And now comes the hard part.
Centrist newcomer Emmanuel Macron trounced far-right candidate Marine Le Pen in Sunday’s vote for president of France. Macron won 66.1% of the vote in the two-person run off.
The political and business leaders of France and the European Union certainly breathed a sigh of relief. Le Pen had threatened to pull France out of the euro.
But the euro and European financial markets are generally lower today. The euro is down 0.58% as of 1 p.m. New York time against the U.S. dollar. The French CAC 40 stock index is 0.91% lower. The German DAX index is down 0.18%.
Some of that decline is simply because the financial markets, while nervous, had largely already priced in a Macron victory. Part of the decline is also a sell on the news reaction.
But part is a realization that defeating Le Pen was actually the easy part of the job facing Macron. His En Marche! movement isn’t a political party and it holds not a single seat in the French legislature. France goes to the polls again in June to elect members of parliament and Macron faces the over-whelming task of putting together slates of candidates to contest those seats. It will be extremely hard for Macron to govern without at least some supporters in the legislature. He will not be able to move his program of economic reform and growth using just votes from allied parties of the center and right.
Macron’s 66% of the vote was enough to crush Le Pen but her 35% tally is still almost twice the 18% of the vote her National Front won in 2002 under her father Jean-Marie Le Pen. And almost 26% of the French electorate chose to abstain in this vote. Macron did not win a mandate for his program to revive growth in the French economy by loosening lab or rules, increasing productivity, and deepening ties with the European Union.The former investment banker is viewed with suspicion by the considerable part of the French electorate that feels victimized by globalization.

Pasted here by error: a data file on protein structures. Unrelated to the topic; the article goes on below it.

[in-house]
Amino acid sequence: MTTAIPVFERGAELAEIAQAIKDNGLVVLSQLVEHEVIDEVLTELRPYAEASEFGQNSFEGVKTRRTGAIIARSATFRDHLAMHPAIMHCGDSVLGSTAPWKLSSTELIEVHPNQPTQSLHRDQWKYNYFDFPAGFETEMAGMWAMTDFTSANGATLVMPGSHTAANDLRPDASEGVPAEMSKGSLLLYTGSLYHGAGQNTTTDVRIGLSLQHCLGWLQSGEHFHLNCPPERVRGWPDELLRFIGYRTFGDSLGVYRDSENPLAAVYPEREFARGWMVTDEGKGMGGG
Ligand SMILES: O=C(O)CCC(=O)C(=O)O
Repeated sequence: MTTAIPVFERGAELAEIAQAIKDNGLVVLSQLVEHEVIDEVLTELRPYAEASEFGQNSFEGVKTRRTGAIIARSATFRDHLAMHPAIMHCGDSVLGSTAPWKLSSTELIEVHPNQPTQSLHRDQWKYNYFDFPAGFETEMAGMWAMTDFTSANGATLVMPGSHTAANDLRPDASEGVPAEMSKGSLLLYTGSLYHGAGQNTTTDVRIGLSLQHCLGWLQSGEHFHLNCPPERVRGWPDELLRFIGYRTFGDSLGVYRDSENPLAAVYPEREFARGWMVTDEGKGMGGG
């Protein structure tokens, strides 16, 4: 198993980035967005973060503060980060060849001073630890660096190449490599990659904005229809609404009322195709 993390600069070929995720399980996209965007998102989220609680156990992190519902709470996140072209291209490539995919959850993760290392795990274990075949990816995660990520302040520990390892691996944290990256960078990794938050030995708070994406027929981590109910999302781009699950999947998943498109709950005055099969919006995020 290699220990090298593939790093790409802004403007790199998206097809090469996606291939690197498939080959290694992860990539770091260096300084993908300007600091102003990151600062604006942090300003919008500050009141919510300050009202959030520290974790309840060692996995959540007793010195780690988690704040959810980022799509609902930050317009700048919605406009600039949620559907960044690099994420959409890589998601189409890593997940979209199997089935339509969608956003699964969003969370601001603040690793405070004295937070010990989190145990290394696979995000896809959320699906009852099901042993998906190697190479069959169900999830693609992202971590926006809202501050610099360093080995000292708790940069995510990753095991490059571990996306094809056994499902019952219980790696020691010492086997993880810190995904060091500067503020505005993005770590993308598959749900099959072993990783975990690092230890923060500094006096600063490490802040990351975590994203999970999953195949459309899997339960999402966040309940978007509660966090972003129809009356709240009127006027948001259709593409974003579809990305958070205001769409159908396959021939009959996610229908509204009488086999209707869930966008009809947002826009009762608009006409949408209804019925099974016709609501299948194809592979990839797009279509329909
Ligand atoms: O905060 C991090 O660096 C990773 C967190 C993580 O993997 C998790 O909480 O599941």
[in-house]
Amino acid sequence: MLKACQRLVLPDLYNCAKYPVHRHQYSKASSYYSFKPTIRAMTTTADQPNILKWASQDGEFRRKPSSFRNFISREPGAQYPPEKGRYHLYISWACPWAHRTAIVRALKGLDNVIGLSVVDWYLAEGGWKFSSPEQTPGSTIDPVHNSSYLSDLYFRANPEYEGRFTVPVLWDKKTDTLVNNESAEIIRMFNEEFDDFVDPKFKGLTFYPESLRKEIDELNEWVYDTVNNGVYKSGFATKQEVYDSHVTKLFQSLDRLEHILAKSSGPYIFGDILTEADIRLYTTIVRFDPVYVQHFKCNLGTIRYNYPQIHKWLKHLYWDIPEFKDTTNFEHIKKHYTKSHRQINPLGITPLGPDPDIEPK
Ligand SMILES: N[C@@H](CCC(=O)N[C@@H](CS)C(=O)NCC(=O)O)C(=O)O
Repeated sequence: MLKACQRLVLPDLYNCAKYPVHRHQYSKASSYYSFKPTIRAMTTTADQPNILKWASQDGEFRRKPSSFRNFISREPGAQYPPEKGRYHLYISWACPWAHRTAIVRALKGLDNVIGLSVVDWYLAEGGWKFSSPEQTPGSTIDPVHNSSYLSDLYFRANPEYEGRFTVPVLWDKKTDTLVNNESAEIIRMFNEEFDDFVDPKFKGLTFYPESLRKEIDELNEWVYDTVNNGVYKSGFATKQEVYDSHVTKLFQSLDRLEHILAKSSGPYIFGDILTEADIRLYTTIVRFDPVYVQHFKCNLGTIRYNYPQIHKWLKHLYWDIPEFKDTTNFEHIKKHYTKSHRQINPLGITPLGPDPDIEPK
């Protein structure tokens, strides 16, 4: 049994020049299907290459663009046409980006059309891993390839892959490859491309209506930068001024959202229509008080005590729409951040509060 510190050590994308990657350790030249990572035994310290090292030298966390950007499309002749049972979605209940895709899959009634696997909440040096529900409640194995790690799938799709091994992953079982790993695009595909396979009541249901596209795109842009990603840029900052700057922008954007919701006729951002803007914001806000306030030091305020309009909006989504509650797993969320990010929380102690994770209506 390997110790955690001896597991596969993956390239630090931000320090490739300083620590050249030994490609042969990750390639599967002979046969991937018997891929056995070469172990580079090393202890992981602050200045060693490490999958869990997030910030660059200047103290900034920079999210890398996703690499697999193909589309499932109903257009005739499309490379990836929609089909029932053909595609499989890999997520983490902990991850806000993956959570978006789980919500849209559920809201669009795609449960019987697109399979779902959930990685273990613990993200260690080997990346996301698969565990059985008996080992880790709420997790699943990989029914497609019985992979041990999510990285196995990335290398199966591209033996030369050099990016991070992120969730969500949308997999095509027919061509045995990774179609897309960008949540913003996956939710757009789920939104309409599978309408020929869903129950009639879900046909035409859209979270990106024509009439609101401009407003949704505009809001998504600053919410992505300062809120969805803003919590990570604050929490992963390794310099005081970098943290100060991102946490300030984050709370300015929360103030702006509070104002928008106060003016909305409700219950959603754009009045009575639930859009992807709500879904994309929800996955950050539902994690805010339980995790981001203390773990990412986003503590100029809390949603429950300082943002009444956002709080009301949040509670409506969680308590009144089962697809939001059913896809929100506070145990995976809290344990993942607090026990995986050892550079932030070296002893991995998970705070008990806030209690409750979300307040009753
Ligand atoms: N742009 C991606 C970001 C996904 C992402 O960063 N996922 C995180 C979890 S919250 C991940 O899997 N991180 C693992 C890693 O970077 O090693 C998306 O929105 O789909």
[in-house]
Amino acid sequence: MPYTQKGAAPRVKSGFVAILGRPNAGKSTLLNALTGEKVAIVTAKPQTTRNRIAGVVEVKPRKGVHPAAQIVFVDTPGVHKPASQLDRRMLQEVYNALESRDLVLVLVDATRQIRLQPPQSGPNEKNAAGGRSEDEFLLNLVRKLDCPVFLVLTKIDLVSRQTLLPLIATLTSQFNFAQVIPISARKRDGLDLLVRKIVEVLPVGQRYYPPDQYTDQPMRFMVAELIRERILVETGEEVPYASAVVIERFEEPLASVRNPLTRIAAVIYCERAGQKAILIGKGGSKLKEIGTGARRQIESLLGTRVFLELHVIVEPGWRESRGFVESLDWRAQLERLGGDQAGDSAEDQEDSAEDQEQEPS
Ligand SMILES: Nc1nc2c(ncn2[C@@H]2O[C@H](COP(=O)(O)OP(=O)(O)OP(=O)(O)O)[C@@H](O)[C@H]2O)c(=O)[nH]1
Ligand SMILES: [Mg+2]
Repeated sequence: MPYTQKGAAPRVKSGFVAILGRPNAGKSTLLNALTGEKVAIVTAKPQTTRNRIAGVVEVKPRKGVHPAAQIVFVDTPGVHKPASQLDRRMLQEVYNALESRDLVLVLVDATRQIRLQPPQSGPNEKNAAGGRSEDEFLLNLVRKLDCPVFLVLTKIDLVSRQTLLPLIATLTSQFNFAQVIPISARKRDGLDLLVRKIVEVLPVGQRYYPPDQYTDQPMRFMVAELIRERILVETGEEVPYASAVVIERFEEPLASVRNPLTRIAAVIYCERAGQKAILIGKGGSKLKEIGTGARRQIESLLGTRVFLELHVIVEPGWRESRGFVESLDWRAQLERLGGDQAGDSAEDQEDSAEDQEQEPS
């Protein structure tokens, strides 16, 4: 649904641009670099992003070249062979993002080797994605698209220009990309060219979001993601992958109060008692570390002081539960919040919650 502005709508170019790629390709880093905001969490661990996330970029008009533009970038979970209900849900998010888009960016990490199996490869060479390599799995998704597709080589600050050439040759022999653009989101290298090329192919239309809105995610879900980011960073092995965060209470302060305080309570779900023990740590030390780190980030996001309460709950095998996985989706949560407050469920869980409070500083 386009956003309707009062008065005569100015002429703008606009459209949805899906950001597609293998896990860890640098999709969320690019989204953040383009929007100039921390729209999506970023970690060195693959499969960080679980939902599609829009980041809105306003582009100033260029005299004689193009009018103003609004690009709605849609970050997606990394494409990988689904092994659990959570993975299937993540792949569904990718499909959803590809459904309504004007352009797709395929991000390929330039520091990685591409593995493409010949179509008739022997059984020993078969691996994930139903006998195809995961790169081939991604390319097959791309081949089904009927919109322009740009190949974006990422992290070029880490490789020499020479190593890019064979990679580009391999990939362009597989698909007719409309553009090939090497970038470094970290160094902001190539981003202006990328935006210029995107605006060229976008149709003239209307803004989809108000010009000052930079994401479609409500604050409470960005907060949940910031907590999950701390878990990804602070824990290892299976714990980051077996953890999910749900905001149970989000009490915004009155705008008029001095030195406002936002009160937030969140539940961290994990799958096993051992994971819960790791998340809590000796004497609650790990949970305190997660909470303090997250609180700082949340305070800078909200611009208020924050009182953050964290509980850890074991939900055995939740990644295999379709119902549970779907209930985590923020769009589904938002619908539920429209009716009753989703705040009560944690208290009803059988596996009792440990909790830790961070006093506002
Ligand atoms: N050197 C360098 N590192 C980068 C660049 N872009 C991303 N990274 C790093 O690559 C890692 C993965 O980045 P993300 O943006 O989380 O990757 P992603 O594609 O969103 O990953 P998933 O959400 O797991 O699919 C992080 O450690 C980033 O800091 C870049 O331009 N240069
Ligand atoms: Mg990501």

And Macron is inheriting an economy with huge problems from outgoing President Francois Hollande, the most unpopular president in recent French history. Growth has picked up slightly in the French economy recently but it was still only 1.1% in 2016.That’s the fastest rate in Hollande’s five-year term, but still well below the EuroZone average of 1.8%. The job market has shown only modest improvements in the last year and in 2016 86.4% of new hiring was in the temporary sector of the French two-tier job market. Long-term unemployment hit a record with 43% of the unemployed out of a job for more than a year. (Records in this area go back only to 2003.)
France’s problems are also big problems for the European Union since weakness in the French economy leaves a huge hole in the bloc’s economy. With France and Italy both struggling, too much depends on the export-driven economy of Germany–with predictable results for monetary policy at the European Central Bank.
Wall Street currency traders aren’t expecting the euro to climb much higher on the French news. The current consensus is to sell the euro on rallies to $1.10.